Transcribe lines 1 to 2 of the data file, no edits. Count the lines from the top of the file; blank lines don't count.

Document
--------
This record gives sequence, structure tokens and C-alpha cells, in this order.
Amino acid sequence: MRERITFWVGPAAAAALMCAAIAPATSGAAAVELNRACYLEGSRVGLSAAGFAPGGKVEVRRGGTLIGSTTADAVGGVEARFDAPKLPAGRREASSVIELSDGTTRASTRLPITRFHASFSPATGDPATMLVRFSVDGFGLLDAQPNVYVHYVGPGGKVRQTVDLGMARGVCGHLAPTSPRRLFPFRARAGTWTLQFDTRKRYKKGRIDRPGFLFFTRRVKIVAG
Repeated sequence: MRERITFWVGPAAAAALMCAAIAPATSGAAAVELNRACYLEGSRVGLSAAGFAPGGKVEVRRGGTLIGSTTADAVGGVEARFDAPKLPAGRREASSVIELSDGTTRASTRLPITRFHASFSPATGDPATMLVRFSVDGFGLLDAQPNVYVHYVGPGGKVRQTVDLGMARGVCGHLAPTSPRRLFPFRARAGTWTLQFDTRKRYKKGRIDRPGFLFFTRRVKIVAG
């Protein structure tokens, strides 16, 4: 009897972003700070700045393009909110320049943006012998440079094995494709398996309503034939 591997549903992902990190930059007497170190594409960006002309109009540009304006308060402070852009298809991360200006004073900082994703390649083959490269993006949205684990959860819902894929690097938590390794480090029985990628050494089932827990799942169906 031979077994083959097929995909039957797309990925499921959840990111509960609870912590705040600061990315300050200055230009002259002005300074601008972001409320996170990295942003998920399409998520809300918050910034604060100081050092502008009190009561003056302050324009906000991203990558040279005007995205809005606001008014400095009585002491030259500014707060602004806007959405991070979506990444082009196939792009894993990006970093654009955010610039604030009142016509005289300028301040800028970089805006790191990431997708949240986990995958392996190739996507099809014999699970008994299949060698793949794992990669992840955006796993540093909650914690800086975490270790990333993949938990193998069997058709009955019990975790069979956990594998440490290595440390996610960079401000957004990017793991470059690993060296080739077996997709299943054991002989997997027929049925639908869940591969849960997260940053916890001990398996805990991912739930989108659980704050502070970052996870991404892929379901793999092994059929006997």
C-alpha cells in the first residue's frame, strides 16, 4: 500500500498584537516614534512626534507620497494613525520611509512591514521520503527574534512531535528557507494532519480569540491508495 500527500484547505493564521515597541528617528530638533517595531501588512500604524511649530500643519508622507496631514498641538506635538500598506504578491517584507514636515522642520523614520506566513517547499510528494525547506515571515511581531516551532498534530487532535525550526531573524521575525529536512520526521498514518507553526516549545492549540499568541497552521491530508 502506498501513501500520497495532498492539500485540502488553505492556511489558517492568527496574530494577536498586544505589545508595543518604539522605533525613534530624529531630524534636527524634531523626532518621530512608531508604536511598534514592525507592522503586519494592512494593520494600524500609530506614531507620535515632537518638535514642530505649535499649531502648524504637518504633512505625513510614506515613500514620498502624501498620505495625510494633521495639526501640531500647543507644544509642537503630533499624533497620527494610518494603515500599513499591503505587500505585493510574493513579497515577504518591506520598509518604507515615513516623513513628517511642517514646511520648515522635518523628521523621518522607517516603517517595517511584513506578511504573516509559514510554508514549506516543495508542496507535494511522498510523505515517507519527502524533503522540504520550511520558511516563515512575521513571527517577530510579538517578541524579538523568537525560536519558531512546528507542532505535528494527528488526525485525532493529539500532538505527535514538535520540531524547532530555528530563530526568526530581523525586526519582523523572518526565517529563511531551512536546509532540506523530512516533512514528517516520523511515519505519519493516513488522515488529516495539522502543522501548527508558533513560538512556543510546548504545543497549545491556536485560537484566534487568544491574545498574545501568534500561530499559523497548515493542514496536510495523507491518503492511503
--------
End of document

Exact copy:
This record gives sequence, structure tokens and C-alpha cells, in this order.
Amino acid sequence: MRERITFWVGPAAAAALMCAAIAPATSGAAAVELNRACYLEGSRVGLSAAGFAPGGKVEVRRGGTLIGSTTADAVGGVEARFDAPKLPAGRREASSVIELSDGTTRASTRLPITRFHASFSPATGDPATMLVRFSVDGFGLLDAQPNVYVHYVGPGGKVRQTVDLGMARGVCGHLAPTSPRRLFPFRARAGTWTLQFDTRKRYKKGRIDRPGFLFFTRRVKIVAG